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Figures out from the Ministry for Social Development today showed $1.2 billion had been paid out through the wage subsidy extension between 10 and 26 June, bringing the total bill to $12.3 billion, covering 1.7 million jobs.
Among those to have received the subsidy was Wilson parking - it received $1.7 million to cover 260 jobs in its first claim and $1 million for 218 jobs under the extension.
That prompted questioning from Greater Wellington Regional Councillor Thomas Nash, who claimed radio ads run by Wilson Parking during lockdown discouraged public transport use.
The ads encouraged people to make the most of cheap petrol prices and keep their bubbles safe by using Wilson parks.
Nash said the ads were irresponsible and he was concerned the billions given out in wage subsidies should be focused on creating a more green economy.
"It's reasonable to ask some questions about whether handing out money, no questions asked, to companies that are undermining public transport is a good thing to do."
The ads are no longer running and Wilson Parking said the company had simply been promoting driving as an alternative and safe way to commute.
In a statement, it said it rejected any accusations it had claimed public transport was unsafe.
"Wilson Parking fully supports the use of public transport as one of a range of modes for the daily commute.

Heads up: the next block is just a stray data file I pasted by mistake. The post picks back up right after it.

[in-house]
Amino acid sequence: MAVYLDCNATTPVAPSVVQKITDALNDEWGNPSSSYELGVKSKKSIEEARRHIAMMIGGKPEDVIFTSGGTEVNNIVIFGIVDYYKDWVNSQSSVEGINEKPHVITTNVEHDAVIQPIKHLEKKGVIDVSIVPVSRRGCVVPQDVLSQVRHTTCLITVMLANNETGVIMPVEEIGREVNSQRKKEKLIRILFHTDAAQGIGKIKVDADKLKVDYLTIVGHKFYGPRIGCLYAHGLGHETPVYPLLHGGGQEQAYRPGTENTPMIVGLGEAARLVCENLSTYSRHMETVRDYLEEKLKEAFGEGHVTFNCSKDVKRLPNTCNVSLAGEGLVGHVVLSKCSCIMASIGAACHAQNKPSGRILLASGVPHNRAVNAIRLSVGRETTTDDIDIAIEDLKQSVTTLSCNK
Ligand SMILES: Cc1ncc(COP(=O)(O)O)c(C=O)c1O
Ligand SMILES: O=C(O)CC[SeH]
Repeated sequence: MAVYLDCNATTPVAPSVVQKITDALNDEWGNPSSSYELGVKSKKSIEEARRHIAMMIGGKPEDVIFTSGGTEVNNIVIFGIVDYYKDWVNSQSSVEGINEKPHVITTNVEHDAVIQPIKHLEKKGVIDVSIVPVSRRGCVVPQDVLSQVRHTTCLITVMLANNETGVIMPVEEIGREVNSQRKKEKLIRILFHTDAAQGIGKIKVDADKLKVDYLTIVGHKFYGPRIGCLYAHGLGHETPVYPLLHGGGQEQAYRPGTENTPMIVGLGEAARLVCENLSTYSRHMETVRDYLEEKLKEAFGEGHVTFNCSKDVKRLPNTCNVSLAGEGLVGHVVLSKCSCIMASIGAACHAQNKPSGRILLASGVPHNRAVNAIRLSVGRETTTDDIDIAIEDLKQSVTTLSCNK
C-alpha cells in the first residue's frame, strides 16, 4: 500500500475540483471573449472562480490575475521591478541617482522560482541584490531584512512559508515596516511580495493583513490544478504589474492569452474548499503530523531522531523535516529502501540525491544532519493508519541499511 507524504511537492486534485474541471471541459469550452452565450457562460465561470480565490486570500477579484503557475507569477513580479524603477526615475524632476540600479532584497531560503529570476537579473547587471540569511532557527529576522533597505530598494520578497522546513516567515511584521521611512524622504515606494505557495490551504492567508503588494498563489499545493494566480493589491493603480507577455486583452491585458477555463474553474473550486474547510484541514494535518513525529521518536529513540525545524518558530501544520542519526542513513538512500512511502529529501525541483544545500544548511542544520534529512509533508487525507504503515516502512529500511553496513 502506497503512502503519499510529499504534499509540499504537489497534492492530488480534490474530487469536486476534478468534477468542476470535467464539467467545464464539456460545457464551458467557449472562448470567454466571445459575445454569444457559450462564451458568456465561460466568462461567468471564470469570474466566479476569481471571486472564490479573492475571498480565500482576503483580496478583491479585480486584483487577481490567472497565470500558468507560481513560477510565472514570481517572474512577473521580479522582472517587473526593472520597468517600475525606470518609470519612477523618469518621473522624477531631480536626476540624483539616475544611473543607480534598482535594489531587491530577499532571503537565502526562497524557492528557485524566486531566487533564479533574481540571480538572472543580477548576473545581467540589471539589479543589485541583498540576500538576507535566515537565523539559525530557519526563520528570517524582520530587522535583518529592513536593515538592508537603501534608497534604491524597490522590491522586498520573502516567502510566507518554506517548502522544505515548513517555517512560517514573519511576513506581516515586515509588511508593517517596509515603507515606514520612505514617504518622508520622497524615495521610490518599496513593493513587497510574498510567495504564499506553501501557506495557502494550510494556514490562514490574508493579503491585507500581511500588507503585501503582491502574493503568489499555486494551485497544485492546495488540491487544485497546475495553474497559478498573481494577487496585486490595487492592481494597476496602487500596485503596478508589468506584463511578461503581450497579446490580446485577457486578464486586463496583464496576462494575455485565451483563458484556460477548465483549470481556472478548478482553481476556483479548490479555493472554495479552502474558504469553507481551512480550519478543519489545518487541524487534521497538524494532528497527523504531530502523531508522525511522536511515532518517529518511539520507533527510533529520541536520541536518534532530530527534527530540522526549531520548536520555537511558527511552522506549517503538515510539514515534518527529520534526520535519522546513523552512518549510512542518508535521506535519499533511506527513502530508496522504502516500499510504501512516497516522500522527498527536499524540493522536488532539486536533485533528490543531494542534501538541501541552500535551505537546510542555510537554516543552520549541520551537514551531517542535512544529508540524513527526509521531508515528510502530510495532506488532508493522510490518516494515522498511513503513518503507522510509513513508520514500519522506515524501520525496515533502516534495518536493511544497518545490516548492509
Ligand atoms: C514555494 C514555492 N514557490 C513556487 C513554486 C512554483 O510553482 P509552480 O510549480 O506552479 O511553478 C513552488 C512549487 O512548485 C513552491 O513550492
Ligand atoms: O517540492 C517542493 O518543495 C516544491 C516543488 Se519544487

"Wilson's message is entirely consistent with official recommendations to avoid crowded transportation."
It said the business was overqualified for the wage subsidy extension, as it was still experiencing a decline of more than the required 40 percent threshold.
Wilson Parking were not the only ones doing it tough - Infometrics senior economist Brad Olsen said the wage subsidy was keeping a lot of people in work right now.
He said more than 200,000 New Zealanders were now accessing some sort of unemployment benefit from the government, with 56,000 people going on the benefit over the past few months due to the Covid-19 coronavirus.
There were also nearly 300,000 people covered by the wage subsidy extension.
He said while the numbers pointed to a tough time ahead for businesses, there were signs to be optimistic about.
"We have seen that wage susbidy that has kept many more people in work than we might've expected at the start of this pandemic and this economic slow down, so some cautious optimism."
Businesses are continuing to pay money back from the wage subsidy scheme - there have been more than 1100 refunds made over the past week, with total value of refunds now more than $200 million.